New Zealand’s government has sided with telecoms infrastructure player Chorus in its assessment of the impact that regulated price cuts would have on planned investment in a nationwide broadband network.
According to a government report prepared by Ernst & Young, price cuts mandated by New Zealand’s telecoms regulator for access to copper-line networks would leave Chorus (Auckland) with a funding shortfall of about NZD1 billion ($825 million) assuming it did not implement any cost-saving measures.
The network is expected to cost as much as NZD3 billion in total, with Chorus and the government each stumping up half of the required sum.
Ernst & Young reckons Chorus could reduce the funding shortfall to about $250 million by slashing dividends, taking on more debt or making cutbacks.
“Copper price changes will have a significant impact on Chorus’ financial position, and the wide range of actions that Chorus can consider taking itself will not be sufficient to cover the funding shortfall to safeguard the UFB [ultra-fast broadband] and RBI [rural broadband initiative] build commitments”, said Amy Adams, New Zealand’s communications and information technology minister.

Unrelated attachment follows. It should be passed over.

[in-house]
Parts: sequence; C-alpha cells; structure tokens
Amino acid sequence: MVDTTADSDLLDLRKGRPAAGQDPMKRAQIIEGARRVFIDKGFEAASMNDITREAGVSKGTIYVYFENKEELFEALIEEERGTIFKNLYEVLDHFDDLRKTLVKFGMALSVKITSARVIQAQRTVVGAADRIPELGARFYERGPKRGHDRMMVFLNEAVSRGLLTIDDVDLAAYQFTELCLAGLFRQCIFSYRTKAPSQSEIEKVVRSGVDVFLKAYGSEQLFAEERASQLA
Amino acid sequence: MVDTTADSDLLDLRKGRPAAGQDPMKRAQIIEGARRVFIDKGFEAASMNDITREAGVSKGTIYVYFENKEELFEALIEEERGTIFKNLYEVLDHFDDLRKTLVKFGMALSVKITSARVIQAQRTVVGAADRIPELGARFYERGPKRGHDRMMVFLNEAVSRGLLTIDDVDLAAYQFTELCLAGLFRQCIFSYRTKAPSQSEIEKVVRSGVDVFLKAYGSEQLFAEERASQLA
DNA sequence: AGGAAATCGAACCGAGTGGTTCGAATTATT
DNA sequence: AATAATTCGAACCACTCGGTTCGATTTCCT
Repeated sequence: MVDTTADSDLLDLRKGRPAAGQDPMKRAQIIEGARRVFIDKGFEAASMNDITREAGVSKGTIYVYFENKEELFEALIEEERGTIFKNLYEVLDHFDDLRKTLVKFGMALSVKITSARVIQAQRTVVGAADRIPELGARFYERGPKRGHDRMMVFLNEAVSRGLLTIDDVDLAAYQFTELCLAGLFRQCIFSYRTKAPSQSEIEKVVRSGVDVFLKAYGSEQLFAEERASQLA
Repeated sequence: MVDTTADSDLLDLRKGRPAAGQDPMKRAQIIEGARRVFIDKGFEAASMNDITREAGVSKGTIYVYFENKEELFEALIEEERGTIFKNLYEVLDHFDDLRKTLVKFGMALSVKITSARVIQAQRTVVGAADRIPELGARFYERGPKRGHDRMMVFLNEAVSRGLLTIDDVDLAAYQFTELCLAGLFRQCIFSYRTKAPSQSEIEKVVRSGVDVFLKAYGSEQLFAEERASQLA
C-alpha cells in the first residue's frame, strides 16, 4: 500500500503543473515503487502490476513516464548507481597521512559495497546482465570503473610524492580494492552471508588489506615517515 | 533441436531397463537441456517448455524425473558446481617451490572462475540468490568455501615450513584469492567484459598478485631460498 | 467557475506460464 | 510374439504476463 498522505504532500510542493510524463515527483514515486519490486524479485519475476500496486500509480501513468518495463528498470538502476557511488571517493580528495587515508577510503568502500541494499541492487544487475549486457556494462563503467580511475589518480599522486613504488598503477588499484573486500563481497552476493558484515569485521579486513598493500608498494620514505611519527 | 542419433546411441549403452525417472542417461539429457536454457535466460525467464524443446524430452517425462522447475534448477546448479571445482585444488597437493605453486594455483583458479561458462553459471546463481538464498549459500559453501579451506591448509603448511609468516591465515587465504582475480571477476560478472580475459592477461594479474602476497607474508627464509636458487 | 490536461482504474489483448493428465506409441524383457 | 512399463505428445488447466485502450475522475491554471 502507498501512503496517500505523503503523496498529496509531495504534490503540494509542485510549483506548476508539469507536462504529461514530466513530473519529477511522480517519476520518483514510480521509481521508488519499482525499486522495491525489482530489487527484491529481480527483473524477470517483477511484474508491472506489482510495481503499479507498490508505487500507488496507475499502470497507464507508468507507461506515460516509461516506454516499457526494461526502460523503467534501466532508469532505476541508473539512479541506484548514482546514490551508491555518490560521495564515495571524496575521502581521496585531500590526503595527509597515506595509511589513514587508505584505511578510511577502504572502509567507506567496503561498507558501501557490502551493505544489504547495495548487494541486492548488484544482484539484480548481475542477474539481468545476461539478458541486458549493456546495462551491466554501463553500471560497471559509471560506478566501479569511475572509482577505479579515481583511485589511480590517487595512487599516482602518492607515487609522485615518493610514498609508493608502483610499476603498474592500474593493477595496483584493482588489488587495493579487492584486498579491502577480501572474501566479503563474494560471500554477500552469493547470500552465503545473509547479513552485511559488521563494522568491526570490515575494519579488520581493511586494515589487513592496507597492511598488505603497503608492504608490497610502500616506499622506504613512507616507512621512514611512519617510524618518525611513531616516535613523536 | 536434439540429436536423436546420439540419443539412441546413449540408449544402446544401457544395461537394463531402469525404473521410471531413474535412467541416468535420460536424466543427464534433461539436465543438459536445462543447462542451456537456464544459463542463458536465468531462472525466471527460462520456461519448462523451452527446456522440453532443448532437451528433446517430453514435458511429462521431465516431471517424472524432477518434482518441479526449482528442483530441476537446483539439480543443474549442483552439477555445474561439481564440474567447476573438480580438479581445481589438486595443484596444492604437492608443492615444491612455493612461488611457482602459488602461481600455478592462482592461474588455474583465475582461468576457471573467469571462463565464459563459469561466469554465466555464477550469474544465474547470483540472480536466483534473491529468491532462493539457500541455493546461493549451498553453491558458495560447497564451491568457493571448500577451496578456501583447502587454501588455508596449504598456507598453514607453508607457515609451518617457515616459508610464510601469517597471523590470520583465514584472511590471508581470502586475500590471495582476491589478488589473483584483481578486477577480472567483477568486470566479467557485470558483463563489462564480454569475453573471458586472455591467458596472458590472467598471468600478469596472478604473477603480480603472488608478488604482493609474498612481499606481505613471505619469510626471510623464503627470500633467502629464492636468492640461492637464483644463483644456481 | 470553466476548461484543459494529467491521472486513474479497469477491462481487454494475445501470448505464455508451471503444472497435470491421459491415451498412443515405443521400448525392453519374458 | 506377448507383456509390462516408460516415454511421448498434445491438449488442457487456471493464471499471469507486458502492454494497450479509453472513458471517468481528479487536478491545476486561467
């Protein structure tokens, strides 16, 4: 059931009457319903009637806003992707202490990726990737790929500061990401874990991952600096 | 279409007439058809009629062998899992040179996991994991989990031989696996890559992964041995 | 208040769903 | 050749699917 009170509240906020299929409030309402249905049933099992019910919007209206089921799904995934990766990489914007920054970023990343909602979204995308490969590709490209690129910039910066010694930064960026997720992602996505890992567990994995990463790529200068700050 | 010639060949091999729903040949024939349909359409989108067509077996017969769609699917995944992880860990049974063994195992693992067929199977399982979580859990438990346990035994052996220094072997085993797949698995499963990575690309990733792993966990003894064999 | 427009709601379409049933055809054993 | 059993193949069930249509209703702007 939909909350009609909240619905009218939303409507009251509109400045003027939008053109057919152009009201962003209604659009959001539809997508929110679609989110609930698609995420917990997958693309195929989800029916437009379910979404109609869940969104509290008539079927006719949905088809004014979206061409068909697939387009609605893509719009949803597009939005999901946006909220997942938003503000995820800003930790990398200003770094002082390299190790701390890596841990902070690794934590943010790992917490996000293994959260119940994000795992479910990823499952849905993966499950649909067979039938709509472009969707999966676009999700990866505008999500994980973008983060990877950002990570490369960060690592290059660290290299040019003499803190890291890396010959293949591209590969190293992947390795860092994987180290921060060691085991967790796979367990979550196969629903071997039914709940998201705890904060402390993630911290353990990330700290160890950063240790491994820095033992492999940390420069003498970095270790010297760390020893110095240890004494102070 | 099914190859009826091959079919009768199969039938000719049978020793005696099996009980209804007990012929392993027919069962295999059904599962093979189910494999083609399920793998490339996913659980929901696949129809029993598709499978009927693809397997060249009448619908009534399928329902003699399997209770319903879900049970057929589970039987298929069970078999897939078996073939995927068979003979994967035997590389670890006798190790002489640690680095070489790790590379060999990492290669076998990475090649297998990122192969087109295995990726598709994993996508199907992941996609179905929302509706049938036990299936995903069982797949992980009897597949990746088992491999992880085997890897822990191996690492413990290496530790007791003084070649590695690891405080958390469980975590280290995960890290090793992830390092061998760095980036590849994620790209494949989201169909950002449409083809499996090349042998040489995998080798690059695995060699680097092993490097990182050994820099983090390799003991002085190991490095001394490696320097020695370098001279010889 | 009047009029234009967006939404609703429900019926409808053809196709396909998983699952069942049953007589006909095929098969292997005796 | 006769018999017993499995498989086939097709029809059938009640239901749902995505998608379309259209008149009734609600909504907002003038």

Chorus has been fiercely critical of regulatory plans on pricing and had been attacked by some of its rivals for overstating the impact of the cuts.
However, Ernst & Young emphasizes that its findings are consistent with those of the operator, a point on which Chorus seized in issuing its own response to the report.
“The report aligns with our market disclosure of November 5 and the information provided to shareholders in the letter from the Chairman earlier this week,” said Chorus chief executive Mark Ratcliffe.
According to Adams, Chorus has now entered into discussions with government agency Crown Fibre Holdings about possible ways of closing the funding gap.
Keen to reduce the financial pressure on Chorus, Ratcliffe notes that all the measures set out by Ernst & Young come with “substantial trade-offs”.
“These initiatives must be weighed very carefully, as while they may save money that can then be invested into UFB, they also have the potential to negatively impact service levels and broadband services for consumers across New Zealand on the current network,” he said. “The right balance must be struck to ensure New Zealand consumers continue to benefit from high quality infrastructure today and into the future.”